Tuesday, April 6, 2010

Cake v Pie: Your Conference Champs

A moment of silence please.  #1 pie seed, that giant of giants, Apple Pie suffered defeat at the fluffy-light hands of pie conference’s 2010 champion...Cheesecake.   Fruit fans went home empty-handed.  Says one stunned Apple supporter...“But it has cake in the name!”

Over in the cake conference, #4 German Chocolate Cake lost the conference to a pastry that is controversial at best, the unequalled, unparalleled and utterly delicious Red Velvet.

These are your conference champions, ladies and gentlemen, fairly determined as the best pie and cake, respectively, known to man.  No hanging chads on these ballots.  Tomorrow they will move forward for one last shot at glory. 32 competitors have come and gone, two remain — but there can only be one victor. It's Cheesecake vs. Red Velvet, and the winner takes all.

The pie/cake debate will end with this.  Ready thyselves, and take to the battlefield.

While all Red Velvet Cakes use food coloring, the Red Velvet cake is not, per the accusations of its detractors, merely a cake with food coloring. The cocoa is what makes it special, and the chemical reaction of its ingredients — buttermilk and vinegar in particular — bring out the red hues in the cocoa (the red anthocyanin, to be extract). The richness of Red Velvet's color is the sum of a union between science and aesthetics.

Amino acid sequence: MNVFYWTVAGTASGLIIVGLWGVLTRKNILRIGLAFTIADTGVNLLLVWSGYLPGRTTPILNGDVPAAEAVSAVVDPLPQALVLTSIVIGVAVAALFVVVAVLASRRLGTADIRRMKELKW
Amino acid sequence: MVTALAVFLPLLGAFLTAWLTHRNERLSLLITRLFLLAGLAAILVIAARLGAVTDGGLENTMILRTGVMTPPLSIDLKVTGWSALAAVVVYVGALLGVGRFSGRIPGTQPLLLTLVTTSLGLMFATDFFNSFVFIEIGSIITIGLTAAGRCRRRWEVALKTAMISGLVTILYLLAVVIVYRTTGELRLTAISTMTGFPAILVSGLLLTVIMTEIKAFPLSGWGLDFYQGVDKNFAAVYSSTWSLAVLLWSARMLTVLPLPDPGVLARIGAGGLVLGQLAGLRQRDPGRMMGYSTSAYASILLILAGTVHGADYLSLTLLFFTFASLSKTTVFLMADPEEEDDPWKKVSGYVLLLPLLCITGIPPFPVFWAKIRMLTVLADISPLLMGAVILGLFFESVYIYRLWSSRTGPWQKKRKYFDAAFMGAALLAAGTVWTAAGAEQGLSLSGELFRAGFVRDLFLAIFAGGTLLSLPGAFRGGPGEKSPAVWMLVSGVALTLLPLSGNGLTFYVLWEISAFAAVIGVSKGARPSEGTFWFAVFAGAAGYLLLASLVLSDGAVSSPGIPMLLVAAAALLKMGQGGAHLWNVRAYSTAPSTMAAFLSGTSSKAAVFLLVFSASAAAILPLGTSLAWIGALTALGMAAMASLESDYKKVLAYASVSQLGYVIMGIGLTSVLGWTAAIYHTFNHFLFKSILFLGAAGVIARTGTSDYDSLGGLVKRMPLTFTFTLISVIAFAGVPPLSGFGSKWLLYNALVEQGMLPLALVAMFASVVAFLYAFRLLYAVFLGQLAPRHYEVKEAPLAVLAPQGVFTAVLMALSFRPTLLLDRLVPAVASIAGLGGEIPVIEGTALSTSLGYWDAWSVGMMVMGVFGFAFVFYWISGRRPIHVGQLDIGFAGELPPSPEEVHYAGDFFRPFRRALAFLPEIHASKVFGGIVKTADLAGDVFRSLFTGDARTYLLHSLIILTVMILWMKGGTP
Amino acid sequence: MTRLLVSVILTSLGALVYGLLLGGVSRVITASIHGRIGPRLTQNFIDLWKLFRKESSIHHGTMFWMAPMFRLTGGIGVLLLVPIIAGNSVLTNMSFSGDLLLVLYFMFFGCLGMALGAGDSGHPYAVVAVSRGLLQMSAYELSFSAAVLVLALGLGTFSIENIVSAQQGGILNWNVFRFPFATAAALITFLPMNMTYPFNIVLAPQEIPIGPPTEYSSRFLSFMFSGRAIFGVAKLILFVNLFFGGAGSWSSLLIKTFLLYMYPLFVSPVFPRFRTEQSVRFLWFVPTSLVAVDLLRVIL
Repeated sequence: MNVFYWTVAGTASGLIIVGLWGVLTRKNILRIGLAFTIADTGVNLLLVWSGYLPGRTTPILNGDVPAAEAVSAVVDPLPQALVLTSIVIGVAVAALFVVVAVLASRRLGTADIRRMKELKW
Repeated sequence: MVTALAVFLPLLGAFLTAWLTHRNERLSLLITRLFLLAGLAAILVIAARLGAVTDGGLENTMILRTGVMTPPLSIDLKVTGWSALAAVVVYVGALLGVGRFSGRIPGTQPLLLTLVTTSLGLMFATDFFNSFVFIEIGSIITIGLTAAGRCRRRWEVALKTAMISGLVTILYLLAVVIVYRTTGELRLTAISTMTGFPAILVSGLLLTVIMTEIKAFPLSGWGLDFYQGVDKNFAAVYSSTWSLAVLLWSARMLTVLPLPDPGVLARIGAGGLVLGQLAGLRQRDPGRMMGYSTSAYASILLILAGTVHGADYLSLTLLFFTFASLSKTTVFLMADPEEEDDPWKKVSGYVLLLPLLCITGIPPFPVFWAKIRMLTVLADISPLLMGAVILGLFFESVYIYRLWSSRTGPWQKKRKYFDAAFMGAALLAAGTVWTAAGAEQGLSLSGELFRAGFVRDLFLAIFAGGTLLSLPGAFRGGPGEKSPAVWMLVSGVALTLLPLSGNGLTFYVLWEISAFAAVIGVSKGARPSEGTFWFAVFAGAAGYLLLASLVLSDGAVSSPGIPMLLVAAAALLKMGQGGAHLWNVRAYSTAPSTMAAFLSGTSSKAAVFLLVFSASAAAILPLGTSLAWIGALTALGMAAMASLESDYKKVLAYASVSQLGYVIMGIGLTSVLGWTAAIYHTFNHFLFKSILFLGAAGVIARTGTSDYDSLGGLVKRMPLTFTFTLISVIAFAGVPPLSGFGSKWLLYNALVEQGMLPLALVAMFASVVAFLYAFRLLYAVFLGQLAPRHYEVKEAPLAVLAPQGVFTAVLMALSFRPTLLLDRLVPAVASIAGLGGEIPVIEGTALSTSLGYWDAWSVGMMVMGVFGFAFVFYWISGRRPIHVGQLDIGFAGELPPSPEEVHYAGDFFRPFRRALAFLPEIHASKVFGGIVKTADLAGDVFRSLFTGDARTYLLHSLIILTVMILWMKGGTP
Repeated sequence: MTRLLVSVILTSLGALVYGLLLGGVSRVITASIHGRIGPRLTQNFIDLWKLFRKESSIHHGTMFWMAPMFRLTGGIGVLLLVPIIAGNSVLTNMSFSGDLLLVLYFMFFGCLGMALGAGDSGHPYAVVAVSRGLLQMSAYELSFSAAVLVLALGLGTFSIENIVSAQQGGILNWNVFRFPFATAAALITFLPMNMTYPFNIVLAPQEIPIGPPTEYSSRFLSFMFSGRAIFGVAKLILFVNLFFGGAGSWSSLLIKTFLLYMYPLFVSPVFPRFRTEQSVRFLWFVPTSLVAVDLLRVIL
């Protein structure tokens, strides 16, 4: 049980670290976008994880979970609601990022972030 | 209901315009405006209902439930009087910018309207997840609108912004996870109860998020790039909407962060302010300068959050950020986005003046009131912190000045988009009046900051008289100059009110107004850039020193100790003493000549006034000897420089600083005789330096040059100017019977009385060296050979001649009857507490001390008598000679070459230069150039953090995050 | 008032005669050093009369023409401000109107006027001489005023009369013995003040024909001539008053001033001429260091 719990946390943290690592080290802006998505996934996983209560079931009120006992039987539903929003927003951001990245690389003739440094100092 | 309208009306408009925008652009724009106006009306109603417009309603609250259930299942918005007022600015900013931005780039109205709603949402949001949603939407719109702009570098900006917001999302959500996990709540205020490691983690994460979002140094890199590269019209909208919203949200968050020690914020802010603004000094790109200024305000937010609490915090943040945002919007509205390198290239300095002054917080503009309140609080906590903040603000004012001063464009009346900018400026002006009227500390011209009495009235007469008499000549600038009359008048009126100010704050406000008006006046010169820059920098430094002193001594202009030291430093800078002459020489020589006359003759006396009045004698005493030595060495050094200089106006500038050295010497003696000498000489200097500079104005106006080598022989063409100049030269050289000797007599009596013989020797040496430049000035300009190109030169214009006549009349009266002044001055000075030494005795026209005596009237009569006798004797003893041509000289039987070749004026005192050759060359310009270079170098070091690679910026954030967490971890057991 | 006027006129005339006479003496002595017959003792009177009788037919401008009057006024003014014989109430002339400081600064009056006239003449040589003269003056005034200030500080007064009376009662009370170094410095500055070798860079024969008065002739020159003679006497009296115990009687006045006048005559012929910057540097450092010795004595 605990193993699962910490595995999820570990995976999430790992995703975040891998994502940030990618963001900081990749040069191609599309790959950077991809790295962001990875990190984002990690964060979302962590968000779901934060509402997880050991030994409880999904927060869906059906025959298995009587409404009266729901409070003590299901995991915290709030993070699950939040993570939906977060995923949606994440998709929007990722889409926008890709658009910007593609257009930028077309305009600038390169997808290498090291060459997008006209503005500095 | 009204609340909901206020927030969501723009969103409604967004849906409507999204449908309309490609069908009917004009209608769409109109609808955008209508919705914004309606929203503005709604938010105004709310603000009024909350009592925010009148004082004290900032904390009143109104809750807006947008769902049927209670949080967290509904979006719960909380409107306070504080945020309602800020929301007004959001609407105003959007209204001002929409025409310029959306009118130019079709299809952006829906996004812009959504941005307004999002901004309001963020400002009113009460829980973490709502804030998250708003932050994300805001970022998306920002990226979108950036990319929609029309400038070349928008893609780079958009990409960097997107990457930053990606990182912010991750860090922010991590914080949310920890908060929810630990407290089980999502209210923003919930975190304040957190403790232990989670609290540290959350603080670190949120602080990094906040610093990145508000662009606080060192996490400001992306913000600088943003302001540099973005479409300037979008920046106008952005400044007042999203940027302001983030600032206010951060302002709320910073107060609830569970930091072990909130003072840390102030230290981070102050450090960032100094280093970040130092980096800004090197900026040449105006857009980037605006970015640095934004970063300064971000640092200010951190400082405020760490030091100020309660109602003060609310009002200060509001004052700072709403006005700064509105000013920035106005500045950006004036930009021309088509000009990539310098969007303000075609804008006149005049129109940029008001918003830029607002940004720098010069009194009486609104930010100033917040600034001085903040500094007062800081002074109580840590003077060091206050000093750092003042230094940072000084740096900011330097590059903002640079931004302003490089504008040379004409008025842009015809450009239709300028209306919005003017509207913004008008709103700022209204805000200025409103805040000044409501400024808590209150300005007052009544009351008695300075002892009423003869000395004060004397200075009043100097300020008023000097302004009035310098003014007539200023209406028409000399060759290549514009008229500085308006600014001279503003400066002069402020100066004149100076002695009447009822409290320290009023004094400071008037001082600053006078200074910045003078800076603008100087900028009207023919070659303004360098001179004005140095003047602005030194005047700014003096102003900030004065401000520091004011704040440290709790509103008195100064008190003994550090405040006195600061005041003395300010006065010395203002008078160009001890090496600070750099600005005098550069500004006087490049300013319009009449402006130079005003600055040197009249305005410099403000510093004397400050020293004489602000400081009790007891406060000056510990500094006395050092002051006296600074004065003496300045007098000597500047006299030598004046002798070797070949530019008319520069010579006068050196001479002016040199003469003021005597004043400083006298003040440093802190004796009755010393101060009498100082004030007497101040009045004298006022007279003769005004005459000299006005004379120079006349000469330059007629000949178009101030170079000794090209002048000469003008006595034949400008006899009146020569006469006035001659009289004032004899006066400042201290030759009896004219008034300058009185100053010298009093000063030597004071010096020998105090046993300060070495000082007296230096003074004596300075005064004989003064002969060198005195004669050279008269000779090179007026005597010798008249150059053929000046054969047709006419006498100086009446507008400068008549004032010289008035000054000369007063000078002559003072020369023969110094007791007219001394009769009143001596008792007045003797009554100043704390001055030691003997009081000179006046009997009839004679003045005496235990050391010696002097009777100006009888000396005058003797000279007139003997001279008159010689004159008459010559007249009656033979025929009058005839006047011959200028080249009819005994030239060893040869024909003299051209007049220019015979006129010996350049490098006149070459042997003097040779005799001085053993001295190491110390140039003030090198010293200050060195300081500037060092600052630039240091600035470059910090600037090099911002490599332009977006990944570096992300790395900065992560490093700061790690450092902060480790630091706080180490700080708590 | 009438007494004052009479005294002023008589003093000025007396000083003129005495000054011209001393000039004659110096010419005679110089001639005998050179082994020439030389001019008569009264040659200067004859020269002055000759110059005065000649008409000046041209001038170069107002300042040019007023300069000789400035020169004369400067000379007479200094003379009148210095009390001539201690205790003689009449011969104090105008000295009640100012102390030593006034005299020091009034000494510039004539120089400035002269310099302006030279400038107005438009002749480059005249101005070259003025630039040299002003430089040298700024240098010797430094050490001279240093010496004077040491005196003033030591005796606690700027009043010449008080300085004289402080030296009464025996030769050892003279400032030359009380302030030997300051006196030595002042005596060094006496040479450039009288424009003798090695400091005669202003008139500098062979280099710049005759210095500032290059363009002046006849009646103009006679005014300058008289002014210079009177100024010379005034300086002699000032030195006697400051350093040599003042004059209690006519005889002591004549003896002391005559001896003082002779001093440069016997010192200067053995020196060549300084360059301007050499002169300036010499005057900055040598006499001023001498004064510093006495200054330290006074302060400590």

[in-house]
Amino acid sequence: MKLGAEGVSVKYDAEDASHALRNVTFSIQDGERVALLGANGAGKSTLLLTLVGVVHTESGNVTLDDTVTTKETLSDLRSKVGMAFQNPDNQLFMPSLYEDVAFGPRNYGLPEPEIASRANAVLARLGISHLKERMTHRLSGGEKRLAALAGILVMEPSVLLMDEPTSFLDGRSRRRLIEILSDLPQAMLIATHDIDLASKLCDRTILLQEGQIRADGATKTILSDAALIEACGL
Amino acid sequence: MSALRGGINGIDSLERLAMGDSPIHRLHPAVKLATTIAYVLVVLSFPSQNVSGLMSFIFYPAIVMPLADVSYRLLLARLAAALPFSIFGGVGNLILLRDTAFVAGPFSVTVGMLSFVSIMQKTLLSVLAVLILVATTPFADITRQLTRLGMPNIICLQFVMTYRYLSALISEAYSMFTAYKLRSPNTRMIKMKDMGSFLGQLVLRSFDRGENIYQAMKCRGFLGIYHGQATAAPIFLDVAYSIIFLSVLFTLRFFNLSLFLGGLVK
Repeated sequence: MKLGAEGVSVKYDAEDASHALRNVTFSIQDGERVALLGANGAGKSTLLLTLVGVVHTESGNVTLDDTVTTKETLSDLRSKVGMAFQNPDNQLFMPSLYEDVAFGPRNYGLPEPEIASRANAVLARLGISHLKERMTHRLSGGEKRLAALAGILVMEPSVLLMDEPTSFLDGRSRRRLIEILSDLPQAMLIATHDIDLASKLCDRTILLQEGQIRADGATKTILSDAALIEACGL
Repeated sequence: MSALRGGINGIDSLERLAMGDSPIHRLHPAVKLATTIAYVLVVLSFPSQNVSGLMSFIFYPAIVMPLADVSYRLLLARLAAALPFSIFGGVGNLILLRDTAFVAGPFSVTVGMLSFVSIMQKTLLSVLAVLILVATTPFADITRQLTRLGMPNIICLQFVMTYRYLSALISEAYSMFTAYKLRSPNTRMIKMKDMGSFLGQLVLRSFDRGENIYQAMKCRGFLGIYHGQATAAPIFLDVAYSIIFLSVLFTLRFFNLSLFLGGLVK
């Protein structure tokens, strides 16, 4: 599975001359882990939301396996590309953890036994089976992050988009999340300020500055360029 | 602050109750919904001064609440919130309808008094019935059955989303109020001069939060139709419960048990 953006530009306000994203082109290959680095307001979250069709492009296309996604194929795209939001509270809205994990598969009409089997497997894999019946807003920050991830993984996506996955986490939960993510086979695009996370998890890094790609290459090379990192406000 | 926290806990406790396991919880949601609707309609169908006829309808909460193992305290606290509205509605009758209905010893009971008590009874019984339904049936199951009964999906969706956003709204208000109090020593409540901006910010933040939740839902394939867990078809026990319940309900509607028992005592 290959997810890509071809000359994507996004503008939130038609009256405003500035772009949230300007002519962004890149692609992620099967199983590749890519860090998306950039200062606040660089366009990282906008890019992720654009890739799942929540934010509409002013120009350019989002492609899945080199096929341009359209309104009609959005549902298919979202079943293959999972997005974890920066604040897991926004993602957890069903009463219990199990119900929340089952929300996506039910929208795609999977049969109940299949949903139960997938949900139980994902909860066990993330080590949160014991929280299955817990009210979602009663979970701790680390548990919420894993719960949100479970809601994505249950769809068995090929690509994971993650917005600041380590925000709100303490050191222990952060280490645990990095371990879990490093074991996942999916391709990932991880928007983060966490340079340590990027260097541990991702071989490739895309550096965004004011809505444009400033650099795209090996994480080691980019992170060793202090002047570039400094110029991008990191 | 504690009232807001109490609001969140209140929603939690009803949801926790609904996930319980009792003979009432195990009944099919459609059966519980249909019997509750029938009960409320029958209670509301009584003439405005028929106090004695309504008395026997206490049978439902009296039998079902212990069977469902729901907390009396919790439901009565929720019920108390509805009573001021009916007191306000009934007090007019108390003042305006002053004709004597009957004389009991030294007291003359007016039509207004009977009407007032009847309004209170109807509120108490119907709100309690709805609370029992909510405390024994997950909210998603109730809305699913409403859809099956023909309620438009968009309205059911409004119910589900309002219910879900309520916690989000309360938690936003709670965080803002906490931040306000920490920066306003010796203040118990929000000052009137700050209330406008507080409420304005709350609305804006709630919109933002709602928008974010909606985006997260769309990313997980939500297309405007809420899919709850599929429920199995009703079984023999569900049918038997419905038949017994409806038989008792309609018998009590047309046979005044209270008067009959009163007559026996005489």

Proponents of Red Velvet Cake thus justly argue that it is not, per the belief of its detractors, cake that merely features red food coloring. Rather, the red is steeped in patriotic history: When foods were rationed during World War II, beets were used to enhance the color of the cake. Red Velvet is the sweet tooth's battle against the Axis nations — it symbolizes the fight for good in the face of injustice, and is as patriotic as the red on any Allied flag. 


Despite its name, cheesecake is a creamy pie — like a DNA test to determine paternity, the cheesecake's crusty base, that which holds it together, confirms it is a pie. It is a versatile creation, lending itself to a variety of preparations that can pleasantly occupy and challenge cooks while pleasing a wide swatch of palates. Cheesecakes can be baked or unbaked; they can be made with heavy cream or sour cream or, of course, a variety of cheeses, ranging from cottage cheese to cream cheese to ricotta or mascarpone or any other soft cheese product.

Much like Red Velvet, Cheesecake also has deep historical routes — the ancient Greek Aegimus is said to have authored what could be considered the first cheesecake cookbook; ancient Roman Cato the Elder included two recipes for religious use in his text on farming and agriculture. Cheesecake rests in the sweet spot that is ancient democracy; it is to dessert as Latin is to the romance languages.

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